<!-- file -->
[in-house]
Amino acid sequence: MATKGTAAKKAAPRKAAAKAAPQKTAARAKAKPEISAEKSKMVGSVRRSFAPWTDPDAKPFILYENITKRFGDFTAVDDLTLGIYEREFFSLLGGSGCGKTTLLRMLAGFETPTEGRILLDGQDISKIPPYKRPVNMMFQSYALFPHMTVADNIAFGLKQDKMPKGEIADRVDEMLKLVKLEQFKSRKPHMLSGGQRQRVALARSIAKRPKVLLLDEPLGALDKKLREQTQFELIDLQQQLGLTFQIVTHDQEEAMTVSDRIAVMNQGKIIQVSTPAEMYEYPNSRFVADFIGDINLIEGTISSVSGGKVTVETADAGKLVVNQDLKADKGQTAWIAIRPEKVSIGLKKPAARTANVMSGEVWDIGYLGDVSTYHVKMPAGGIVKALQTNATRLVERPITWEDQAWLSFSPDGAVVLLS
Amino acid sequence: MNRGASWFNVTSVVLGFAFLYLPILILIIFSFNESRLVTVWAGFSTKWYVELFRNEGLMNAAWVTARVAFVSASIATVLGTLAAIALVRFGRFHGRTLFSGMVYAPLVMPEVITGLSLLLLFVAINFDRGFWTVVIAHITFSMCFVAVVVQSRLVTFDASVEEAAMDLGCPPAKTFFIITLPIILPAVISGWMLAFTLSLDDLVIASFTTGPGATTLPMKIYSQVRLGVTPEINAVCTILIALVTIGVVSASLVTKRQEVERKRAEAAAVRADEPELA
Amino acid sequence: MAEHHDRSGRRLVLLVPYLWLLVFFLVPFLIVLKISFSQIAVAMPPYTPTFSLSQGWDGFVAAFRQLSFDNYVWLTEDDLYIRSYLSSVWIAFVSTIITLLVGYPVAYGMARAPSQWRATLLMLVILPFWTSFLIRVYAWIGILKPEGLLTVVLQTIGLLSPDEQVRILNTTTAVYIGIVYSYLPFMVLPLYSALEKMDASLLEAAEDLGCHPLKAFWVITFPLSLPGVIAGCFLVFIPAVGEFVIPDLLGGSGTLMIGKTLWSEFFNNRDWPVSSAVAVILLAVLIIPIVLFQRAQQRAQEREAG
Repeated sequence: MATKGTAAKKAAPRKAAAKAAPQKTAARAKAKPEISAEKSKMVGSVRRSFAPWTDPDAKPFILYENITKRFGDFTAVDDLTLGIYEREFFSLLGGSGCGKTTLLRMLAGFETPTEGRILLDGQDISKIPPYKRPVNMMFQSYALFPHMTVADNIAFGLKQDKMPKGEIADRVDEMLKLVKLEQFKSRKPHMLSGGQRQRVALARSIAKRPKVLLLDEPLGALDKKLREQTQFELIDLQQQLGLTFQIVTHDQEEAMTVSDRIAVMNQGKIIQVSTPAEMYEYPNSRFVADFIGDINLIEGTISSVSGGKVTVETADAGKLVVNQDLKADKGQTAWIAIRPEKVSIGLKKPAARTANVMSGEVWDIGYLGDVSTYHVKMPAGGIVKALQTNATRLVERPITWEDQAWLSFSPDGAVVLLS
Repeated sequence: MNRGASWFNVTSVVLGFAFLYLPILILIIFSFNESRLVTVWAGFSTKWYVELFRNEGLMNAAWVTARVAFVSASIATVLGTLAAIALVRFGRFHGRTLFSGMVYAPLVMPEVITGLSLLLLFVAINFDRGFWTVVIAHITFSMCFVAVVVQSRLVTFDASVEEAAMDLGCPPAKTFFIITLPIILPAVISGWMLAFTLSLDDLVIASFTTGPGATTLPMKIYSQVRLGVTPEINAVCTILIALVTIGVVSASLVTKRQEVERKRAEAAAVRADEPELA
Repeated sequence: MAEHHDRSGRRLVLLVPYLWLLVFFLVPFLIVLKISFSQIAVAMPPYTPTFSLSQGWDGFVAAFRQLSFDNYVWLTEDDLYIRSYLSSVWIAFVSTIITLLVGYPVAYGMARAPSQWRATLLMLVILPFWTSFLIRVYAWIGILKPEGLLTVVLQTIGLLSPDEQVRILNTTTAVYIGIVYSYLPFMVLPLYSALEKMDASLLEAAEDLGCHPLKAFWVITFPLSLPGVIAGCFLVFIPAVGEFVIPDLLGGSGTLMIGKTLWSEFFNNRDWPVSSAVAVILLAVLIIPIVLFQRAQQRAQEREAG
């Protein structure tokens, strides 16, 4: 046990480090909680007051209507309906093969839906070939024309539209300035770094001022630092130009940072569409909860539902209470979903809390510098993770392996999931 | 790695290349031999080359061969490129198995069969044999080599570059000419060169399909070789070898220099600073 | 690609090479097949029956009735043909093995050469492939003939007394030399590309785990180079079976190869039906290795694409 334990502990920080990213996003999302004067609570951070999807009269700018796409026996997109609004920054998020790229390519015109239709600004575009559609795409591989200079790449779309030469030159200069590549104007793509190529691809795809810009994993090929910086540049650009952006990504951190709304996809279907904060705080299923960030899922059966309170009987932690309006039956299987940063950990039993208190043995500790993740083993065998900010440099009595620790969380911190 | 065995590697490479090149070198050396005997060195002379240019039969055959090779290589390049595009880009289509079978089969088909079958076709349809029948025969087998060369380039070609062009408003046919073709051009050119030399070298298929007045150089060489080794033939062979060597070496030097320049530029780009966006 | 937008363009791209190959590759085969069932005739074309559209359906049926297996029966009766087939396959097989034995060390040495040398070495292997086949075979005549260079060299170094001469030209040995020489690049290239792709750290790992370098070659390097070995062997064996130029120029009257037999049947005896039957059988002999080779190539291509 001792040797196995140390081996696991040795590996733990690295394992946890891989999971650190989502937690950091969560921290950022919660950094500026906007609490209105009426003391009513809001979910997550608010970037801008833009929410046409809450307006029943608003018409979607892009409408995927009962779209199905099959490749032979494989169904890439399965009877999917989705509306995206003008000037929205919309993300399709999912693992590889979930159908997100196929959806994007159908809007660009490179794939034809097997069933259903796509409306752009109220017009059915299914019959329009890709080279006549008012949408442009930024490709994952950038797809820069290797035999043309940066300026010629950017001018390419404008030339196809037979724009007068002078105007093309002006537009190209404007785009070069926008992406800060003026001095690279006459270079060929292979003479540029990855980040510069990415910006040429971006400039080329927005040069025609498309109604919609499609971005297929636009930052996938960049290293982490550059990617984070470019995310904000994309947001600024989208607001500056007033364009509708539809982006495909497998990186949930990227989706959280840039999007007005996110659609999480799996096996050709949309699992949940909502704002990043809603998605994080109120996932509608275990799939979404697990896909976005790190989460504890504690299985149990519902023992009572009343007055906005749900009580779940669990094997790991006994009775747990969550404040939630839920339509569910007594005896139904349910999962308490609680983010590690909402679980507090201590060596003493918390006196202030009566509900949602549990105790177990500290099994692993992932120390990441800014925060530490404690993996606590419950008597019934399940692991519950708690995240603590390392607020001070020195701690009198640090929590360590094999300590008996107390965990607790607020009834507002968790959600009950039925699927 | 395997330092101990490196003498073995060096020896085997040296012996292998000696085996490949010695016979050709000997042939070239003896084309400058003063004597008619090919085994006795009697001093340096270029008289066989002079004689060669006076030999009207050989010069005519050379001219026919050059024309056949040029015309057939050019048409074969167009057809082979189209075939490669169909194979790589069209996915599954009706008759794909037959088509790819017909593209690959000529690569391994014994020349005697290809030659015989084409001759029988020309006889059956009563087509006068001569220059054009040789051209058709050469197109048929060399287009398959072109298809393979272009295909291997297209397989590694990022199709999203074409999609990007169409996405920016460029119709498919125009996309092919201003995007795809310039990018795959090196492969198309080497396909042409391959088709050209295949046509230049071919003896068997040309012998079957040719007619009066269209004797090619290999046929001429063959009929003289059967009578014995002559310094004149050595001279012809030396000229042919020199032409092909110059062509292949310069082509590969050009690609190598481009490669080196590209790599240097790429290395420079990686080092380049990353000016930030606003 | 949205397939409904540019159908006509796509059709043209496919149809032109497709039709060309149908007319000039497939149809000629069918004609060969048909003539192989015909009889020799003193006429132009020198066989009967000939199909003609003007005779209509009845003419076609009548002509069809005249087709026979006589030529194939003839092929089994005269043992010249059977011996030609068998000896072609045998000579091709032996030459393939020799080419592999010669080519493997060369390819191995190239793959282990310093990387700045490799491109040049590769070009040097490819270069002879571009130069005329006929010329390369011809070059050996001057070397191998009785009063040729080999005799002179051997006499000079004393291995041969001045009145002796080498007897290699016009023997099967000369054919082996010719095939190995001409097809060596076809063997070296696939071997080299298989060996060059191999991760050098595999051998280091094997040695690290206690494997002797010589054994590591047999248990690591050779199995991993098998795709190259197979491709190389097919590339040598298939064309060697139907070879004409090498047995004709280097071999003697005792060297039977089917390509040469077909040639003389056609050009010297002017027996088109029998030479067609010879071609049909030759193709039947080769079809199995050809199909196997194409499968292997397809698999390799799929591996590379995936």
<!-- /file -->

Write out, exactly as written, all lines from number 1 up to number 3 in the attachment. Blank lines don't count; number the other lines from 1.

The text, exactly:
[in-house]
Amino acid sequence: MATKGTAAKKAAPRKAAAKAAPQKTAARAKAKPEISAEKSKMVGSVRRSFAPWTDPDAKPFILYENITKRFGDFTAVDDLTLGIYEREFFSLLGGSGCGKTTLLRMLAGFETPTEGRILLDGQDISKIPPYKRPVNMMFQSYALFPHMTVADNIAFGLKQDKMPKGEIADRVDEMLKLVKLEQFKSRKPHMLSGGQRQRVALARSIAKRPKVLLLDEPLGALDKKLREQTQFELIDLQQQLGLTFQIVTHDQEEAMTVSDRIAVMNQGKIIQVSTPAEMYEYPNSRFVADFIGDINLIEGTISSVSGGKVTVETADAGKLVVNQDLKADKGQTAWIAIRPEKVSIGLKKPAARTANVMSGEVWDIGYLGDVSTYHVKMPAGGIVKALQTNATRLVERPITWEDQAWLSFSPDGAVVLLS
Amino acid sequence: MNRGASWFNVTSVVLGFAFLYLPILILIIFSFNESRLVTVWAGFSTKWYVELFRNEGLMNAAWVTARVAFVSASIATVLGTLAAIALVRFGRFHGRTLFSGMVYAPLVMPEVITGLSLLLLFVAINFDRGFWTVVIAHITFSMCFVAVVVQSRLVTFDASVEEAAMDLGCPPAKTFFIITLPIILPAVISGWMLAFTLSLDDLVIASFTTGPGATTLPMKIYSQVRLGVTPEINAVCTILIALVTIGVVSASLVTKRQEVERKRAEAAAVRADEPELA